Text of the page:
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Wiggins employs fighting mentality on pavé

Team Sky was one of the teams fancied to make gains on the cobbles, and the British squad lived up to their billing by being one of the more prominent outfits, with Steve Cummings in the early break and another of their trio of British riders making the decisive split.

But the rider in the lead group was not the one many had tipped to be there. While Bradley Wiggins was delayed by Saxo Bank's co-leader Fränk Schleck's crash, another Sky rider, Geraint Thomas, sneaked into the six-man group that fought out the stage.

The Welshman capped an outstanding performance by finishing second to Thor Hushovd (Cervélo Test Team), while Wiggins completed a solid day for the team by placing eighth, 53 seconds down.

Thomas, who ousted Tony Martin (HTC-Columbia) from the white jersey, admitted afterwards that he might not have been there to challenge for the stage win had he followed his instincts to go back and help Wiggins.

"I was in two minds about it," he said. "I wondered if I should go back and help him but Sean [Yates, the team's directeur sportif] said I should stay in there."

The 24-year old also revealed that he was the last man to make the escape, which formed in the chaos after Schleck's crash.

"We hit section four of the cobblestones [at Sars-et-Rosieres] pretty fast and there was a big fight to get in there," said Thomas. "I was around tenth or so, and that's when the big crash happened. I managed to get through it quite well, and closed he gap.

"The others had a bit of a gap in front of me, but I gritted my teeth and got on. Then we were straight into the next section so it was quite a while before I could sit back, relax and see what was going on."

Thomas has experience on the pavé, having won the junior Paris-Roubaix in 2004. "Yeah, but it's a bit different with the big boys," he said. "Having the national champion's jersey on my back, and being in the front group with the world champion, Fabian Cancellara [Saxo Bank] and Thor was amazing.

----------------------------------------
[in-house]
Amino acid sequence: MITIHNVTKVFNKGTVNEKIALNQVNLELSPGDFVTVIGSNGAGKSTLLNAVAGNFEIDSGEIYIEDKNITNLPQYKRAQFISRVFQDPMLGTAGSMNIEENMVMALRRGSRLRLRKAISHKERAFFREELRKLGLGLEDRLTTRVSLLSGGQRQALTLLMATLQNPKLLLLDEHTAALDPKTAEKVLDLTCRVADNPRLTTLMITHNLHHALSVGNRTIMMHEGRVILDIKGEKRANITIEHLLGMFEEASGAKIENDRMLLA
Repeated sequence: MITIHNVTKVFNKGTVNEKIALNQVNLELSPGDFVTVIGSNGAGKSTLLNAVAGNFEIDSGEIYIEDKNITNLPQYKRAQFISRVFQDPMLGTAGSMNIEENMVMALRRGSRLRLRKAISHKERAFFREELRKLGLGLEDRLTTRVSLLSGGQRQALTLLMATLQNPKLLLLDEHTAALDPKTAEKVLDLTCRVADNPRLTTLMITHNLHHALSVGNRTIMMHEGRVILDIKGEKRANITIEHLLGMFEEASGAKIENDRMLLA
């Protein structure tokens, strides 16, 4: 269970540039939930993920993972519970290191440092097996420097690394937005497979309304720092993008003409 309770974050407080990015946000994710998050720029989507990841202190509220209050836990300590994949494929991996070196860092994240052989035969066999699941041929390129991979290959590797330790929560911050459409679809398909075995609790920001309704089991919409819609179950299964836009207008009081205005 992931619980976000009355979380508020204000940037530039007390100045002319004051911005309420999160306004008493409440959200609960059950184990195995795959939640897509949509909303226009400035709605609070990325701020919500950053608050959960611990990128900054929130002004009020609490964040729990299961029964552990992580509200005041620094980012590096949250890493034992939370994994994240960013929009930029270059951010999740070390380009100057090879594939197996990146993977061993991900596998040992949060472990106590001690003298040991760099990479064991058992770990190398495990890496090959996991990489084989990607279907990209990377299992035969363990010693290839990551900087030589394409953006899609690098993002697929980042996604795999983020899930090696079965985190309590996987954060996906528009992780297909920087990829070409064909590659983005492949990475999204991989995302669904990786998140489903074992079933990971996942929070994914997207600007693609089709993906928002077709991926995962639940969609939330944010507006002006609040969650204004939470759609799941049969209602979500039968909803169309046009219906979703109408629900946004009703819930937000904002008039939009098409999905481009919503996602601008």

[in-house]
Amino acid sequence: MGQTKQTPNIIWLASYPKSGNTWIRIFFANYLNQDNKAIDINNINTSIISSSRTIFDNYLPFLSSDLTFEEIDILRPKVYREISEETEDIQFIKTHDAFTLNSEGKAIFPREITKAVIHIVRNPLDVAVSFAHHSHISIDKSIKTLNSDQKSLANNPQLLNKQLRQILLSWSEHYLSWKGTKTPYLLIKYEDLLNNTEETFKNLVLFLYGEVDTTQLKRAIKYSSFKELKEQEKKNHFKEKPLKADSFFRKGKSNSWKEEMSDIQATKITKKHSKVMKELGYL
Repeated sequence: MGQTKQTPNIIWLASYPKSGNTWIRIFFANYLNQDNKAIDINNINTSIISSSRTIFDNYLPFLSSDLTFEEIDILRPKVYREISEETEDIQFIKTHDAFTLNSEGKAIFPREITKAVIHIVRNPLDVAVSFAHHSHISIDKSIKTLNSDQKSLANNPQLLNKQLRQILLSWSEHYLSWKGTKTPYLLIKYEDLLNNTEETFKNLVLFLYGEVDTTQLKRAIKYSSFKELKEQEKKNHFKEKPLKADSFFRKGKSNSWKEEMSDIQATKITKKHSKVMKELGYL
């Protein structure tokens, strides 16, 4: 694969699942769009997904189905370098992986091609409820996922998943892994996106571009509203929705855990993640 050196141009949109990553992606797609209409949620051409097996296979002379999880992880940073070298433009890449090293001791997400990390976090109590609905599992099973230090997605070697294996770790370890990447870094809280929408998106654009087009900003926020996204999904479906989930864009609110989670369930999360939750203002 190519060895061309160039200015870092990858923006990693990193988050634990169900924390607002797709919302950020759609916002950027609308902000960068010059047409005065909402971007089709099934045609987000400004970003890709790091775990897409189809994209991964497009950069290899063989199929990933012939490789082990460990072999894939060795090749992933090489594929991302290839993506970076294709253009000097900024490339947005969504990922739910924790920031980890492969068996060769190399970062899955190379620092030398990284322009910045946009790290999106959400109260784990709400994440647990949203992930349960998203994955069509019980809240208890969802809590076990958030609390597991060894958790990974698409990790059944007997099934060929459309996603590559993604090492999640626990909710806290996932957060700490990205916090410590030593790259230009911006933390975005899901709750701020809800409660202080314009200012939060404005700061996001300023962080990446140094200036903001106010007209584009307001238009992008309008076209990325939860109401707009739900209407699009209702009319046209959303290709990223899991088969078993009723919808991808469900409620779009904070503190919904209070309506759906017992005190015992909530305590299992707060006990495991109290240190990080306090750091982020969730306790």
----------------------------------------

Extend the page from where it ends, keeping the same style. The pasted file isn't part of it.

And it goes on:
"It was a massive buzz going across the cobbles with those guys - you don't get a better group than that. It was a nice day and the jersey's a bonus, but I'm here for Brad."

Wiggins praised Thomas's ride - saying, "he's showing the talent we always knew he had" - and expressed satisfaction with his own performance.

The Sky leader's analysis of the stage was straightforward: "It was carnage but we knew it was going to be carnage, we've known for seven months it would be carnage - and it was carnage."

"It was a good day today," added Wiggins. "I felt good, and I responded well after my crash yesterday. I knew this morning that it would be those who went out there with a fighting mentality who'd come out the other side.

"It was Fränk's crash that caused the initial split - a lot got held up by that. I wasn't positioned the best there, but I just tried to squeeze through."

Wiggins's fortunes then yo-yoed as the group in front, containing overall contenders Andy Schleck (Saxo Bank) and Cadel Evans (BMC), pulled clear, while Lance Armstrong (RadioShack), who had also been in front, punctured, and eventually conceded more than a minute to the Englishman.

With Wiggins in the second group was defending champion Alberto Contador (Astana). "We were all just pulling through," said Wiggins, "trying to gain as much time on Lance and the others who were out the back."

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Richard Moore is a freelance journalist and author. His first book, In Search of Robert Millar (HarperSport), won Best Biography at the 2008 British Sports Book Awards. His second book, Heroes, Villains & Velodromes (HarperSport), was long-listed for the 2008 William Hill Sports Book of the Year.

He writes on sport, specialising in cycling, and is a regular contributor to Cyclingnews, the Guardian, skyports.com, the Scotsman and Procycling magazine.

He is also a former racing cyclist who represented Scotland at the 1998 Commonwealth Games and Great Britain at the 1998 Tour de Langkawi

His next book, Slaying the Badger: LeMond, Hinault and the Greatest Ever Tour de France, will be published by Yellow Jersey in May 2011.

Another book, Sky’s the Limit: British Cycling’s Quest to Conquer the Tour de France, will also be published by HarperSport in June 2011.